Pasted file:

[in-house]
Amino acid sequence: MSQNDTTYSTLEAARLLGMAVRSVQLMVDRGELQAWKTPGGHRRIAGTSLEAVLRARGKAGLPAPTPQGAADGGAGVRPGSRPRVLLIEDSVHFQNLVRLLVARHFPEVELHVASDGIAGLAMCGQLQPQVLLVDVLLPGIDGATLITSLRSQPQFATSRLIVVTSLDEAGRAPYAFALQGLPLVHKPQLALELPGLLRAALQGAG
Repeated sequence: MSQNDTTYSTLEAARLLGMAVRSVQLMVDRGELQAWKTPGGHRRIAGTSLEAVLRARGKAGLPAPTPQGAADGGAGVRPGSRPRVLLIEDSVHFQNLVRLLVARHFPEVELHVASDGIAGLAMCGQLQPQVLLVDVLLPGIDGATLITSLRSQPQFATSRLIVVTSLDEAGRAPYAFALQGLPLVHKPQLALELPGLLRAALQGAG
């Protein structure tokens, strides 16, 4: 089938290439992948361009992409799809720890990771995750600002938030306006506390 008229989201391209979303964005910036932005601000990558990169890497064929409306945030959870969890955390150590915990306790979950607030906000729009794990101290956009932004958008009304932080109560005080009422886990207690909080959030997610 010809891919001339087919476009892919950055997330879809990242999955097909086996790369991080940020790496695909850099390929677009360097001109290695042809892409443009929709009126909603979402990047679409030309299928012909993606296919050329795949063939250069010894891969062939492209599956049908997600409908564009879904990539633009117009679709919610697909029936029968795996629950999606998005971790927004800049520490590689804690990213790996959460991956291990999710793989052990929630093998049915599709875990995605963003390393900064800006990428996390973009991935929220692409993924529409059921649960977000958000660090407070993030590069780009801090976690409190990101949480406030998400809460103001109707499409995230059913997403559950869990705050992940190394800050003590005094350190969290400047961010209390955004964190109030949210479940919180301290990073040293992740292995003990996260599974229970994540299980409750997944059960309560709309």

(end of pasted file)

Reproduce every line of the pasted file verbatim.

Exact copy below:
[in-house]
Amino acid sequence: MSQNDTTYSTLEAARLLGMAVRSVQLMVDRGELQAWKTPGGHRRIAGTSLEAVLRARGKAGLPAPTPQGAADGGAGVRPGSRPRVLLIEDSVHFQNLVRLLVARHFPEVELHVASDGIAGLAMCGQLQPQVLLVDVLLPGIDGATLITSLRSQPQFATSRLIVVTSLDEAGRAPYAFALQGLPLVHKPQLALELPGLLRAALQGAG
Repeated sequence: MSQNDTTYSTLEAARLLGMAVRSVQLMVDRGELQAWKTPGGHRRIAGTSLEAVLRARGKAGLPAPTPQGAADGGAGVRPGSRPRVLLIEDSVHFQNLVRLLVARHFPEVELHVASDGIAGLAMCGQLQPQVLLVDVLLPGIDGATLITSLRSQPQFATSRLIVVTSLDEAGRAPYAFALQGLPLVHKPQLALELPGLLRAALQGAG
């Protein structure tokens, strides 16, 4: 089938290439992948361009992409799809720890990771995750600002938030306006506390 008229989201391209979303964005910036932005601000990558990169890497064929409306945030959870969890955390150590915990306790979950607030906000729009794990101290956009932004958008009304932080109560005080009422886990207690909080959030997610 010809891919001339087919476009892919950055997330879809990242999955097909086996790369991080940020790496695909850099390929677009360097001109290695042809892409443009929709009126909603979402990047679409030309299928012909993606296919050329795949063939250069010894891969062939492209599956049908997600409908564009879904990539633009117009679709919610697909029936029968795996629950999606998005971790927004800049520490590689804690990213790996959460991956291990999710793989052990929630093998049915599709875990995605963003390393900064800006990428996390973009991935929220692409993924529409059921649960977000958000660090407070993030590069780009801090976690409190990101949480406030998400809460103001109707499409995230059913997403559950869990705050992940190394800050003590005094350190969290400047961010209390955004964190109030949210479940919180301290990073040293992740292995003990996260599974229970994540299980409750997944059960309560709309």